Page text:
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3 Steps to Avoid Summer Camp Sex Assaults

By Andrew Lu on July 24, 2012 | Last updated on March 21, 2019

As we're fully in the midst of summer, parents are sending their kids off to summer camp, swim lessons, and football camp.

But instead of a time of innocence and fun, these summer camps are now more frequently associated with child sex assault and crime.

Still, you can't shelter your children forever, and you will eventually have to let them out into the world. If you send your children off to camp, these following three tips can help ensure that another Jerry Sandusky does not abuse your children, reports The Baltimore Sun.

  1. Talk to your children. Tell your children about sexual abuse and let them know that it is out there. Describe to them some of the grooming tactics that may go on, and when touching is inappropriate. Make sure your lines of communication are open, so you're children will not be afraid or ashamed to tell you of suspected abuse.
  2. Ask hard questions of the school/camp/etc. Ask staff if they've been trained on spotting sex abuse. Ask if any staff members have been arrested or even suspected of abuse. Know the program's policy on reporting abuse and know what situations your child may be left alone with an adult. If you don't like the answers you get, or if the organization is not forthcoming, go to a different camp.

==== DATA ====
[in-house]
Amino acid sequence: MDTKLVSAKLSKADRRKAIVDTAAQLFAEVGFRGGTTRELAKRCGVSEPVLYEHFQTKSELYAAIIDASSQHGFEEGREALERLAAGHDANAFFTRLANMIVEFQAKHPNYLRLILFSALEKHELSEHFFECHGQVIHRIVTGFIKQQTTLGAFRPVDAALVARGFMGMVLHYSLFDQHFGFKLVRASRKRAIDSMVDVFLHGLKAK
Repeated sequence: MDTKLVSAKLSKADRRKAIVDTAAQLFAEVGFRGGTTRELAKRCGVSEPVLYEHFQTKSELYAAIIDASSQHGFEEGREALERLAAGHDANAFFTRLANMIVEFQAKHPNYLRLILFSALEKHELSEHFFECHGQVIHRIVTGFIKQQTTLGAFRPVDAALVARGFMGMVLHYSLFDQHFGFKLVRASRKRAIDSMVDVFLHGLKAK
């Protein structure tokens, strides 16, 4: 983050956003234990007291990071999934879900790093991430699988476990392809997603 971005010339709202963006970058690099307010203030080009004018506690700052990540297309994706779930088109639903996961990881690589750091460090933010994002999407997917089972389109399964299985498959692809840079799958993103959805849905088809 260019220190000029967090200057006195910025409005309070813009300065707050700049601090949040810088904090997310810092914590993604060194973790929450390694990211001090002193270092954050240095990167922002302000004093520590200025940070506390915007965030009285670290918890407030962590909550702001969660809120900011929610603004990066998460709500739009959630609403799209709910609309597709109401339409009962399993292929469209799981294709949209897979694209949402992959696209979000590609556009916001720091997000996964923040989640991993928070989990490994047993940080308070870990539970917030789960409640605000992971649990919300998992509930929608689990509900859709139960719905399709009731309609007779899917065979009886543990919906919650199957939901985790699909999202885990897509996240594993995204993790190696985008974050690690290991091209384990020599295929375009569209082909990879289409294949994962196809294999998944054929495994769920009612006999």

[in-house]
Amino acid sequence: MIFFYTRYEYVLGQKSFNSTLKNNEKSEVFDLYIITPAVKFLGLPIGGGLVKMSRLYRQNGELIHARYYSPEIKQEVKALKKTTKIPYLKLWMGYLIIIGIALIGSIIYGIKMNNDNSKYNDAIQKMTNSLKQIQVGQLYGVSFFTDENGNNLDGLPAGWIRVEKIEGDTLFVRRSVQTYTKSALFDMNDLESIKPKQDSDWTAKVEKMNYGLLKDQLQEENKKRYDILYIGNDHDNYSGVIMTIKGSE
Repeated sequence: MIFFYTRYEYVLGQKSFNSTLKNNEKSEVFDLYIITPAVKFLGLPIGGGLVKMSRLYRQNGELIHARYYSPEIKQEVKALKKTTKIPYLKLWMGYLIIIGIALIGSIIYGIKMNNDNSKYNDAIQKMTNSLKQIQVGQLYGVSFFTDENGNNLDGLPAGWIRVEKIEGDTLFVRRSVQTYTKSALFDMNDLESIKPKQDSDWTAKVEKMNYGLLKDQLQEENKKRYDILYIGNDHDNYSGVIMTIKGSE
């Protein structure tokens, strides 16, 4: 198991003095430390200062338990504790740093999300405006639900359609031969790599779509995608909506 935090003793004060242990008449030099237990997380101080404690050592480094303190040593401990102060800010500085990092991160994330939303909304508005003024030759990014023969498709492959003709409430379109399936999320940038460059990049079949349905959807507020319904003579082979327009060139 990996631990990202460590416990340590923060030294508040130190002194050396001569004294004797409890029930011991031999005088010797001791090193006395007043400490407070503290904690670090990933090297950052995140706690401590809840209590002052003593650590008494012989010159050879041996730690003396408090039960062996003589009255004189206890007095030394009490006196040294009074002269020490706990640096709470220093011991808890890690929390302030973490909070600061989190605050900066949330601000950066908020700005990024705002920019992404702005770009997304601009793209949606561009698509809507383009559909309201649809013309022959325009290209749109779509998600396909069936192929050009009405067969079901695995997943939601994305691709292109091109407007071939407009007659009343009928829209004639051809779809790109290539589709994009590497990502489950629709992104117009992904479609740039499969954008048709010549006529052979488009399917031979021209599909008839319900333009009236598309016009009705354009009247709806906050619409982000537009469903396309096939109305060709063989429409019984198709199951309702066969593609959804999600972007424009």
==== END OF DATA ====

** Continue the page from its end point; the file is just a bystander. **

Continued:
3. Report suspected abuse. You don't need to be absolutely certain that someone is abusing children to report them. As long as you have good intentions and have some reasonable belief, you should make the report. It is up to prosecutors and the police to determine with certainty whether abuse has occurred -- not you.

Don't let a potential Jerry Sandusky ruin your child's summer camp plans. Sex assaults do happen, but steps can be taken to protect your children.

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